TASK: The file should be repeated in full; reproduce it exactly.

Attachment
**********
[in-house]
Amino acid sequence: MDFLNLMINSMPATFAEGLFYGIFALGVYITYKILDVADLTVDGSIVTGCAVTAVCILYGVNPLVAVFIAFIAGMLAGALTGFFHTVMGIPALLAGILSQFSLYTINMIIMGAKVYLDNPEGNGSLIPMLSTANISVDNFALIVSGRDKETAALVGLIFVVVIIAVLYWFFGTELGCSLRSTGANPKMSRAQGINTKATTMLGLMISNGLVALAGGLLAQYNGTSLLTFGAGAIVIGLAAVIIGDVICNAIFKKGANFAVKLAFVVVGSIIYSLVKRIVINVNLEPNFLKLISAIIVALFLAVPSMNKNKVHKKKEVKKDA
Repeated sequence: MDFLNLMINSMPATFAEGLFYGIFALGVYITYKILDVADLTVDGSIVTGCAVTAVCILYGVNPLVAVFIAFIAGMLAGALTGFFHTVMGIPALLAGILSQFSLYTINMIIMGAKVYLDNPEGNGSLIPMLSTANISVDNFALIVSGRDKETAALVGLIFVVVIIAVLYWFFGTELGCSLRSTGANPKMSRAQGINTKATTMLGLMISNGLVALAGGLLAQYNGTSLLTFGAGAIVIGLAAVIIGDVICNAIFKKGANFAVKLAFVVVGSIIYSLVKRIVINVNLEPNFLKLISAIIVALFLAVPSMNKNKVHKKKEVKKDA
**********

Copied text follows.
[in-house]
Amino acid sequence: MDFLNLMINSMPATFAEGLFYGIFALGVYITYKILDVADLTVDGSIVTGCAVTAVCILYGVNPLVAVFIAFIAGMLAGALTGFFHTVMGIPALLAGILSQFSLYTINMIIMGAKVYLDNPEGNGSLIPMLSTANISVDNFALIVSGRDKETAALVGLIFVVVIIAVLYWFFGTELGCSLRSTGANPKMSRAQGINTKATTMLGLMISNGLVALAGGLLAQYNGTSLLTFGAGAIVIGLAAVIIGDVICNAIFKKGANFAVKLAFVVVGSIIYSLVKRIVINVNLEPNFLKLISAIIVALFLAVPSMNKNKVHKKKEVKKDA
Repeated sequence: MDFLNLMINSMPATFAEGLFYGIFALGVYITYKILDVADLTVDGSIVTGCAVTAVCILYGVNPLVAVFIAFIAGMLAGALTGFFHTVMGIPALLAGILSQFSLYTINMIIMGAKVYLDNPEGNGSLIPMLSTANISVDNFALIVSGRDKETAALVGLIFVVVIIAVLYWFFGTELGCSLRSTGANPKMSRAQGINTKATTMLGLMISNGLVALAGGLLAQYNGTSLLTFGAGAIVIGLAAVIIGDVICNAIFKKGANFAVKLAFVVVGSIIYSLVKRIVINVNLEPNFLKLISAIIVALFLAVPSMNKNKVHKKKEVKKDA